Carl Bean was born in May 1944 in Baltimore, Maryland to Arleen Hunter and Calvin Bean. They were young teenagers who were not married when Carl was born, so young Carl lived with his mom and her extended family. By age three he was attending Union Baptist Church. Next-door neighbors Harry and Jeter Smith, whom Carl called “Uncle Harry and Aunt Dee” helped raise Carl. The Smiths were from Virginia and Carl often traveled there with them in the summer to visit family and friends.
When Harry and Dee moved to a new, larger home on Jefferson Street, Carl moved in with them. There he had his own bedroom and gradually started calling them Dad and Mom. Carl found himself attracted to other young boys in the neighborhood, while an uncle forced him into regular sexual encounters.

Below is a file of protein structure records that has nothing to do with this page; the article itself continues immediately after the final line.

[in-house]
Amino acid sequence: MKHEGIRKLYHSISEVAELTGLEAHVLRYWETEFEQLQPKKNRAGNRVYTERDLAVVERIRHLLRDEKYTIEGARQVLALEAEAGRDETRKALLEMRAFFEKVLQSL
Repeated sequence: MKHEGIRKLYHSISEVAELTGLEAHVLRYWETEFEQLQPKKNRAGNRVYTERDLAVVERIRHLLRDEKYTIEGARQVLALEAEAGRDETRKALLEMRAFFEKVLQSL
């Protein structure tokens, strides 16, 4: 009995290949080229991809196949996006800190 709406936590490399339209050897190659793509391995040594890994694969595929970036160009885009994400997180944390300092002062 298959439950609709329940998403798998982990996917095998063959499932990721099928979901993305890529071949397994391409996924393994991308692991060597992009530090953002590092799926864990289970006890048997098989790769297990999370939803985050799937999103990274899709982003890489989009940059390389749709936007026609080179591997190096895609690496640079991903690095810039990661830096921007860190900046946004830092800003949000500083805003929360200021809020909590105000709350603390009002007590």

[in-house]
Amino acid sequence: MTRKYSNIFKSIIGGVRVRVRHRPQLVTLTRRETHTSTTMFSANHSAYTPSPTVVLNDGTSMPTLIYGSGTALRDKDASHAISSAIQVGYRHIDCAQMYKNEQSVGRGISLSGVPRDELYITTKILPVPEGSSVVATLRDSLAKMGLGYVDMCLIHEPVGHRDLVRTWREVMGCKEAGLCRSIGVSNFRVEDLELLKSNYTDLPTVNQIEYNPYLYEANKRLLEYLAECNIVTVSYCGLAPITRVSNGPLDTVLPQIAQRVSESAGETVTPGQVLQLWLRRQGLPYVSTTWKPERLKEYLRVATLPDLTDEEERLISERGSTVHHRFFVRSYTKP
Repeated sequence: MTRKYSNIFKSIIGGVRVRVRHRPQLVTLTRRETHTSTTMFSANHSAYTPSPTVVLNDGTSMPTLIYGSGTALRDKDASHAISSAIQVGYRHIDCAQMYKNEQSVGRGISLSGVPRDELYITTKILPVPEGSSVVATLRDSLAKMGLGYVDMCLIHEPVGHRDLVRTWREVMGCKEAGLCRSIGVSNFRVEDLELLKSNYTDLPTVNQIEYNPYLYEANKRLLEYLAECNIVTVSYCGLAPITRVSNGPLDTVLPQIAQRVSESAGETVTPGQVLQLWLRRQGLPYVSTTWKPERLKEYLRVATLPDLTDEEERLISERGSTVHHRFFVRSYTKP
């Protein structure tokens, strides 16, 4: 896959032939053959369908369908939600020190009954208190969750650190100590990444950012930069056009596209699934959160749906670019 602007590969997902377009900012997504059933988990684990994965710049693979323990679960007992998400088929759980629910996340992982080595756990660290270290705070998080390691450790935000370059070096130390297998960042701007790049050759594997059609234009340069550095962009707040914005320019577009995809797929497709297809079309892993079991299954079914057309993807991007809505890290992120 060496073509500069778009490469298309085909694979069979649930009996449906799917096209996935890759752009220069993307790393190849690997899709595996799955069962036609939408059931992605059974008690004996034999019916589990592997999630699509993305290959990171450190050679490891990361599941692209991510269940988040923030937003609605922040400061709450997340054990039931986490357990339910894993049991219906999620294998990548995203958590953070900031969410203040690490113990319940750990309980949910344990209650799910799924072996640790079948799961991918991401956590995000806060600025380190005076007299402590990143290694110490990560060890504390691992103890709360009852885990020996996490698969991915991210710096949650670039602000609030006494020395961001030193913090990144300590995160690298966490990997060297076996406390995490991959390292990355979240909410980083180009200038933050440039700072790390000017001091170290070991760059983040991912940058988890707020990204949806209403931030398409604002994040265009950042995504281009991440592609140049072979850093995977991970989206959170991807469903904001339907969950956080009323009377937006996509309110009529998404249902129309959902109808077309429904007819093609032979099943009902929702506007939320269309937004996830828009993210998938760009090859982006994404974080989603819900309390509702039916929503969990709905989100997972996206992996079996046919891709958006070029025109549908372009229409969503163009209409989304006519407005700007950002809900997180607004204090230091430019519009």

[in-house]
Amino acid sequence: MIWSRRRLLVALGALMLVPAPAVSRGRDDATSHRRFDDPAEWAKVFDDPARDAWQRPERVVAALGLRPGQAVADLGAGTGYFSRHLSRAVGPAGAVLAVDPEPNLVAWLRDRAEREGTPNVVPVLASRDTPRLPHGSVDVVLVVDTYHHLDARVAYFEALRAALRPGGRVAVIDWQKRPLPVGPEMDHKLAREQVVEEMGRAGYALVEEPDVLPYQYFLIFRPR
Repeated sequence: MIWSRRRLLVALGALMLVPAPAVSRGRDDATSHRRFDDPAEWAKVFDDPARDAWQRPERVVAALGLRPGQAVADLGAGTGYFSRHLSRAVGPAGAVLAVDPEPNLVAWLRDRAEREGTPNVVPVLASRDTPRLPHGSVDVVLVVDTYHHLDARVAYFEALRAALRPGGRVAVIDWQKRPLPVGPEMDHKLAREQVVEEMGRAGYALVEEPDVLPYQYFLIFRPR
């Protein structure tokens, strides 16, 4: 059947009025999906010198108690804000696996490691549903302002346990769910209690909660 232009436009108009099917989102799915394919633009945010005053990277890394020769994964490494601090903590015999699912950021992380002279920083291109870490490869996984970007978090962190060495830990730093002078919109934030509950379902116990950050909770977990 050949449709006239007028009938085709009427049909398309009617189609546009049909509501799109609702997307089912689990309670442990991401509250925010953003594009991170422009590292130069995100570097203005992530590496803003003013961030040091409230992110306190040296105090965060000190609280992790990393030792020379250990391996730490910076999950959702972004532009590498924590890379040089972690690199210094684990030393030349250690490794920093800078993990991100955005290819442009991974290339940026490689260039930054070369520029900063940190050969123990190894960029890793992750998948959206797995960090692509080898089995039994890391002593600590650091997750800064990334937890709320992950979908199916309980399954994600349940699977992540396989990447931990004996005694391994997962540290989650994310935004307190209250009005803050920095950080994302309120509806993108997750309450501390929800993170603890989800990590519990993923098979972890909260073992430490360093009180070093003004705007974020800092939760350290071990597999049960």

Music was a solace for Carl during his formative years. He listened to music often and sang in a booming voice even while walking the streets of Baltimore. At age seven he began attending Providence Baptist Church with the Rev. Marcus Garvey Wood. Wood had a deep influence on Carl in hearing and embracing a theology of God’s grace and acceptance. Exhibiting leadership qualities at a young age, Carl was placed on the Jackie Robinson Youth Council of the NAACP chapter where, under the guidance of Miss Lillie Jackson, he learned about and participated in Civil Rights activism. He was also sent to Virginia Union College during summers of his pre-teen years where he was mentored by Rev. Dr. Samuel DeWitt Proctor in Baptist youth training.